There was a time, back in the 1970s, when so-called trainspotters — bald, bespectacled middle-aged men, obsessed with train locomotives, could be seen skulking around railway stations, armed with crumpled WH Smith notepads, Thermos flasks, ham sandwiches, and binoculars. They carried out their train and transport fascinations individually, or as part of larger gathering, logging the names and numbers of passing locomotive engines into their crumpled notebooks, and taking photographs to document their meticulous observations.
The trainspotter group shares similarities to another nerd sub-species, the bird watcher. And, to a certain extent, they fall within the umbrella Science nerd category, colloquially known as ‘anoraks’. But, these days, you don’t see too many of them about. It’s a bit of a mystery, but like any group species it evolves, grows, dies out and eventually becomes extinct. There probably aren’t that many exciting locomotives travelling through Network Rail’s infrastructure these days, and contemporary trains aren’t that exciting.
So, what’s taken the place of this leisure experience, one that merges a love of lists and charts with object recognition and industrial/design engineering?
There are many nerd sub groups out there: stamp nerds (too old school), car nerds (too mainstream), and Science Fiction nerds — but it’s a ‘neo-nerd’ group, the gadget nerd, that seems to show both the classic nerd traits of the trainspotter, as well as bringing something new into play. They exhibit that nerd characteristic of spending ridiculous amounts of time waiting around to access the objects of their obsession. Gadget nerds are known to camp out at Apple stores — in some cases days ahead of a product’s release date — to simply buy the latest iPhone, and to participate in the community atmosphere of queuing with fellow gadget nerds who share the same passion for Apple products.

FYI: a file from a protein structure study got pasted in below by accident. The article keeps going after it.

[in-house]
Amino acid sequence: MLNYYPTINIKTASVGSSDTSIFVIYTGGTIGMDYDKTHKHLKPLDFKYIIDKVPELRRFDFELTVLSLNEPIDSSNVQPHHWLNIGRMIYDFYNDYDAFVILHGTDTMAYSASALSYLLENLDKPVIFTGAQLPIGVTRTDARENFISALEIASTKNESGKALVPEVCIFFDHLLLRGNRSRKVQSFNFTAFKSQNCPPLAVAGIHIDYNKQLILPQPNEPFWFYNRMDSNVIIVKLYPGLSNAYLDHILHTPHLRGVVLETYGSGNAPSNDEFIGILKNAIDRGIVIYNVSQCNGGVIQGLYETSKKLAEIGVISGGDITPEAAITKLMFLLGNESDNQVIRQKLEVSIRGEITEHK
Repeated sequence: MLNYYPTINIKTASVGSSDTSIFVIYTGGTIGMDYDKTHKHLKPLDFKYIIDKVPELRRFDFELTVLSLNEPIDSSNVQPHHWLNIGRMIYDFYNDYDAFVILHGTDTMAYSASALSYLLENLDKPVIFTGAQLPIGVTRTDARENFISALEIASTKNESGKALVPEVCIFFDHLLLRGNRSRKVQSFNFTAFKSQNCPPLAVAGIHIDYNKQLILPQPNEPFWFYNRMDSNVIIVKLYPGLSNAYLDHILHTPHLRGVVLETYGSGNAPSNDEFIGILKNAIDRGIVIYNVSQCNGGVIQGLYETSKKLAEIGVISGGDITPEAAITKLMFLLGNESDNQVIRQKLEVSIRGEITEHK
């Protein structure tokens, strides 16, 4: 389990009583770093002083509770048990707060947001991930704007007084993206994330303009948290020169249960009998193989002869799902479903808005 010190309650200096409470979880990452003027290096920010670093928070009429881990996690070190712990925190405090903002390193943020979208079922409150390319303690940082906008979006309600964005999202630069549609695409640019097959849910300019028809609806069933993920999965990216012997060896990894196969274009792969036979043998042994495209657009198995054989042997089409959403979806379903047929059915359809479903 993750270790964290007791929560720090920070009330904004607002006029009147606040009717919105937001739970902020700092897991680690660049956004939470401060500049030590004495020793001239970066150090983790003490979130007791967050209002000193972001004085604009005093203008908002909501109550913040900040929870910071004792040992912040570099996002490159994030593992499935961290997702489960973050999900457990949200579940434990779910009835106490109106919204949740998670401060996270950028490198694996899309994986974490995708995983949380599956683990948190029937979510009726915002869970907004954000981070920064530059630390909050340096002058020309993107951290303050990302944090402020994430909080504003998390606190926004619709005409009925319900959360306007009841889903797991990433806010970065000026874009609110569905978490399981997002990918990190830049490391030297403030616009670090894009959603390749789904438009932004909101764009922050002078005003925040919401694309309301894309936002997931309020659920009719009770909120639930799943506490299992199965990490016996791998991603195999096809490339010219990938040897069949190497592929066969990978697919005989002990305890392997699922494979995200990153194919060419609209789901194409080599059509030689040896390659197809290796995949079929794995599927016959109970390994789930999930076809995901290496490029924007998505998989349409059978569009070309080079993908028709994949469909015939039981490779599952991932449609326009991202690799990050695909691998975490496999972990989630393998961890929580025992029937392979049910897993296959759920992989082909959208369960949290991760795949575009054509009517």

In the age of the internet, the web alleviates the need to loiter on train platforms to catch a glimpse of a particular train speeding past, or to queue for days outside an Apple Store to guarantee the purchase of an iPhone. You can view train videos on YouTube, obsess over the iPhones at various Apple and gadget focused websites, and even buy the actual thing through the Apple Store app — all without visiting a physical store.
Whereas most people only ever saw trains as functional engineering, like lifts, that got them from here to there, geek nerdery over mobile phones does reflect a wider social interest in mobile devices. They are shiny status symbols, we carry them in our pockets and they are very personal to us, often containing valuable information — our contacts, photos, and so on — and we use them for social media, to find out what is happening on Facebook, and Twitter. It’s all part of the larger social pressure, and perception, of social relevance.
Gadget nerds, with their fickle brand affiliations, and obsessive focus on esoteric product qualities that normal consumers would never even be aware of, are the trainspotters of the 21st century — endlessly excited by and fascinated with the shiny icons of the age.